How HARD Is It To Start A TREND?

I am a student of social trends, and I am wondering how fashions/customs which are particular to “fringe” groups become trneds in the overall population. Take those size “XXXXL” pants so beloved of teenage boys-they started out as gang wear, and the trend made it into the general teenager population. These huge pants appear to be rather uncomfortable, and make it difficult to run. So why are they so popular?
Anyway, I am wondering how hard it would be for ME to start a trend…suppose for a moment that I discover a new psycoactive drug. This drug offers its users a mild buzz, and is otherwise harmless. How wouldI poularize such a substance? Or. to takeanother example…could I revive the wearing of “leisure suits” (those late 1970’s garments found in abundance in thrift stores?
I really want to make my mark upon society…how does one successfully start a trend?:rolleyes:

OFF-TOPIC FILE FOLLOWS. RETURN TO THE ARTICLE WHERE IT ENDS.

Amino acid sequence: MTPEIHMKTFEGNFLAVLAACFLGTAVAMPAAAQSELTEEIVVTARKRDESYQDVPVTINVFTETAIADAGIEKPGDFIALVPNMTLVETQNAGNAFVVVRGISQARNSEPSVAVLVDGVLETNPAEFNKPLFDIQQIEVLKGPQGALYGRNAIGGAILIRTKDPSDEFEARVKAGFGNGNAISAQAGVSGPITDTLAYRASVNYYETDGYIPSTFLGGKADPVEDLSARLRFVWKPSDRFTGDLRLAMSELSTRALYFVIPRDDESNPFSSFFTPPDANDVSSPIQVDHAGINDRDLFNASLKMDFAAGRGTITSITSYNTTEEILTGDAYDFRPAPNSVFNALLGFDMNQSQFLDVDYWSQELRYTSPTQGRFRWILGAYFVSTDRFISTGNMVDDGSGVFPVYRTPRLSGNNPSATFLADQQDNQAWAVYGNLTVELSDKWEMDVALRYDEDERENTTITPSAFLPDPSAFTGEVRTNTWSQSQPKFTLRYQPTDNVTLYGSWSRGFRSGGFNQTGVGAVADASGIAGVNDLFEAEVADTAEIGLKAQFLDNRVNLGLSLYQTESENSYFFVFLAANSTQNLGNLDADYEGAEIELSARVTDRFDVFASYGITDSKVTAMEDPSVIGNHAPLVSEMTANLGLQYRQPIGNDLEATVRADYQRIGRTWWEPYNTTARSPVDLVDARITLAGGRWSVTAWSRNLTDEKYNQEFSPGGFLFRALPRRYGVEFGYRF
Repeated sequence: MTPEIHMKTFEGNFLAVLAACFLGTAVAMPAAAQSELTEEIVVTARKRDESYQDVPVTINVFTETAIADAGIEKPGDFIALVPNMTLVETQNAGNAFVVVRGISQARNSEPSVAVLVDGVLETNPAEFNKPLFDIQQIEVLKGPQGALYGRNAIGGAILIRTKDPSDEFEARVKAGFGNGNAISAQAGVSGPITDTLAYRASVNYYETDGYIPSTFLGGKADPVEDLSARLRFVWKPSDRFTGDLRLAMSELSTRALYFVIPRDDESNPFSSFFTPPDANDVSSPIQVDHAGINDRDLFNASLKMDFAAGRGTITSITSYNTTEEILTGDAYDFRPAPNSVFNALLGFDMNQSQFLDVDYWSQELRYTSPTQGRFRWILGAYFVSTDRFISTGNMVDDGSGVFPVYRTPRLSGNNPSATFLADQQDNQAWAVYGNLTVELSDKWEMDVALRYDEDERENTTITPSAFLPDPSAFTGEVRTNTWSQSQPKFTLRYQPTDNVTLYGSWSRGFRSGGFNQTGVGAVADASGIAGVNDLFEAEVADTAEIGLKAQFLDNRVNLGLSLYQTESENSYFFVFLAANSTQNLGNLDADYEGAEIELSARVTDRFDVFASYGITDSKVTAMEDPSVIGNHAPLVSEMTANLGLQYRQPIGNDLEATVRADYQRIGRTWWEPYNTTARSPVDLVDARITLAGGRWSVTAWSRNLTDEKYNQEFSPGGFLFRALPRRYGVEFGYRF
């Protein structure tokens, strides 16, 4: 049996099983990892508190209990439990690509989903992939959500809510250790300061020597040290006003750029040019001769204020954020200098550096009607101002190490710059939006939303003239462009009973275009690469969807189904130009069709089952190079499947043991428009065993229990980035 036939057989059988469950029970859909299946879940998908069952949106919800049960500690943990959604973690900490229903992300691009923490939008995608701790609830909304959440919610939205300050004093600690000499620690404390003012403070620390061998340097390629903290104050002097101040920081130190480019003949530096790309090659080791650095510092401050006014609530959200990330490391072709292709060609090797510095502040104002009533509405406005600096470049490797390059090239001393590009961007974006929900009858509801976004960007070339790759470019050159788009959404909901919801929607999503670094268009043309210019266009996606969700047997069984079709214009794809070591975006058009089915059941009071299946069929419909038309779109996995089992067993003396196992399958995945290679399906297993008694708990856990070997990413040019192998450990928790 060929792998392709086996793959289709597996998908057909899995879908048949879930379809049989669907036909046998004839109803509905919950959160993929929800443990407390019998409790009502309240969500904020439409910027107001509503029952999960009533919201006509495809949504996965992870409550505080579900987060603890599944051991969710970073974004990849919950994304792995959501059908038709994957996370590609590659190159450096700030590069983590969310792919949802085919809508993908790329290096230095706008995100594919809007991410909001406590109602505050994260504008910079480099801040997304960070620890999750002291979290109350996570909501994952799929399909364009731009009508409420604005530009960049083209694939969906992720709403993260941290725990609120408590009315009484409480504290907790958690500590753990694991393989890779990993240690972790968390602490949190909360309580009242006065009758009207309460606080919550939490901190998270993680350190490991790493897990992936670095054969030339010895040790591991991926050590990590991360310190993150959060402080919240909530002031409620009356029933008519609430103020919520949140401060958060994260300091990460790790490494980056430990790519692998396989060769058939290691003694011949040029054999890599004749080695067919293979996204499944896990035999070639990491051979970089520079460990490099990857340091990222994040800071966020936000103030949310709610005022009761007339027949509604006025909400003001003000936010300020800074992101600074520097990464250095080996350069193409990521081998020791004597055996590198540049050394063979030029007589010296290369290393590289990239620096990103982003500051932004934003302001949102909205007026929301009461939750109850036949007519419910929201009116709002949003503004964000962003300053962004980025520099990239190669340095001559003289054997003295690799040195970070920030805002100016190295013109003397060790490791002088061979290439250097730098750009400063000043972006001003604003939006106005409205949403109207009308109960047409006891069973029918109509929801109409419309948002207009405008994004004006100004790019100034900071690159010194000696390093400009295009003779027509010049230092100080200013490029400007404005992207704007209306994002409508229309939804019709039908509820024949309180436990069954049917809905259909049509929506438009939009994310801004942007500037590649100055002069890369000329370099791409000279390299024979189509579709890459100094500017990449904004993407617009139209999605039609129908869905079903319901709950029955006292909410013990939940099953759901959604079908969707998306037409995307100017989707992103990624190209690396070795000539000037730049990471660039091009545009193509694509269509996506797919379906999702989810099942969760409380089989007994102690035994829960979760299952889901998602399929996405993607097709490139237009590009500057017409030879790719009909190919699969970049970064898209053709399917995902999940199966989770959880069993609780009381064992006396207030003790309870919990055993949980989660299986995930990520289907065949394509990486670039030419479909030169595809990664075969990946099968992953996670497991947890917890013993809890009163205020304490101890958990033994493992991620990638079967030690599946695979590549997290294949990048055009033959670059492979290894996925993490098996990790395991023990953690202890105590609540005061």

I think the objective is to first find something that is not aesthetically pleasing/impractical and start flaunting that. Or, take something that was incredibly un-popular ten years ago. First you will get people who start wearing/doing it in order to be ‘different’ from other people. Even though it might be stupid/dumb/impractical, the very fact that those people have gained a notch of ‘uniqueness’ will start a domino effect, in which more and more people want to be ‘unique’ just like everybody else :wink:

I believe this would work, because ten years ago I got laughed at in school when my underpants were showing, or if my pants didn’t go down to my socks. Now I see my brother hiking his underpants up to expose them and rolling his socks down to make his pants look ‘higher’. :rolleyes:

You would need to get your trend lots and lots of exposure. It helps if you get your trend exposure by having a spokesperson or someone to endorse your trend that is very famous. Bonus points if they’re famous among the 18-25 crowd. A rap star would probably do the trick these days. There’s always athletes and movie stars too.